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  • jtbelangela

Coming Home

Anyone who knows me knows I’ve always been a crier. I’m the woman you see weeping in the aisle at Hallmark when she finds the perfect card, I’ve been known to cry at television commercials and even signs on telephone poles reading “lost cat.” Even so, sometimes my own reaction to things takes me by surprise. Like today.

Tonight I did some light housekeeping while dinner was simmering on the stove. I was vacuuming the front windowsills (yes, I do this quite often) when I glanced out the window and noticed my neighbor had pulled into his driveway. He was getting his messenger bag out of the car and as he headed for his front porch, I saw that his face was lit up with a huge grin. I turned and saw what he was smiling at--his little boy. This tiny cherub of about two was standing behind the storm door with his face pressed against the glass and waving as hard as he could at his adoring father. I thought of all the times my own son did the very same thing … and I lost it.

I’m still getting used to being an Army mom. I have good days, and I have far-from-good days. Today was the latter. Immediately I was overwhelmed with memories of my son at that age, boasting his beautiful smile when I’d approach our front door at night. His sweet grin could erase the worst day at the office in two seconds flat. Nothing that happened at work mattered the moment my son ran into my arms and hugged me.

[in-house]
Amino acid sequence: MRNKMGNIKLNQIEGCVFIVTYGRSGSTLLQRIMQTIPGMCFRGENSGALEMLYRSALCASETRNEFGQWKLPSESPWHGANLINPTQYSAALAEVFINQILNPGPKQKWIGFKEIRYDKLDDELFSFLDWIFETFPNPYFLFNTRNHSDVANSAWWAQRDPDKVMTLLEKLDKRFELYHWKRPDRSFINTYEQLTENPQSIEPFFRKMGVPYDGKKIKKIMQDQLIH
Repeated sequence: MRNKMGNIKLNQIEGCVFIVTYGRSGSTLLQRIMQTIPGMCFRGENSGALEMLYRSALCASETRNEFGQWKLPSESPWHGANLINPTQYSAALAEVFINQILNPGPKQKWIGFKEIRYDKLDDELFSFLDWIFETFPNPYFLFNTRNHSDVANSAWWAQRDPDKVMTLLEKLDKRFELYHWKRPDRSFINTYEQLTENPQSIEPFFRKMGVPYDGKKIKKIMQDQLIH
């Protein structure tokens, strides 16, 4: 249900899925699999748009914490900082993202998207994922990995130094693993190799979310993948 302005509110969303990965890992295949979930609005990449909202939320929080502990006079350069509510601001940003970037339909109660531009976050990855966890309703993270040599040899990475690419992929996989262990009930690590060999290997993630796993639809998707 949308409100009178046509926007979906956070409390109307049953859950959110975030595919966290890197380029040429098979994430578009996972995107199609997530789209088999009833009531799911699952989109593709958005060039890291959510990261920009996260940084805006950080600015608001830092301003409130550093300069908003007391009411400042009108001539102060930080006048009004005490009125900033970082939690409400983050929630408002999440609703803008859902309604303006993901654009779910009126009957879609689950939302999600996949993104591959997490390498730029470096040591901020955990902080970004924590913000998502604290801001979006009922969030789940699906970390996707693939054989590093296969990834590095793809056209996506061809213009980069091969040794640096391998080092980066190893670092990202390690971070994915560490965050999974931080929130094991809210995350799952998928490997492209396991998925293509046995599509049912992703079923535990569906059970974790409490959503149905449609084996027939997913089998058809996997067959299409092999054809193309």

My immediate reaction was to run outside and tell my neighbor to hug his son a little longer and tighter tonight—just because. Of course I didn’t because it’s not my place to do that. Time is fluid for parents of small children and sometimes the days run together. Unfortunately, I’ve had to that learn that it’s only when time (and life) shifts that we realize how fleeting those days really were. We can’t get those days back, and we just have to appreciate them for what they were.

I wiped my eyes with the sleeve of my shirt and closed the curtains. As I headed down my hallway with the vacuum trailing behind me, I paused at the table where several framed photos of my son taken over his last leave stood in attention. Same beautiful smile, same special boy, same grateful mother who loves him ferociously no matter how many miles it will take him to get to the front door again.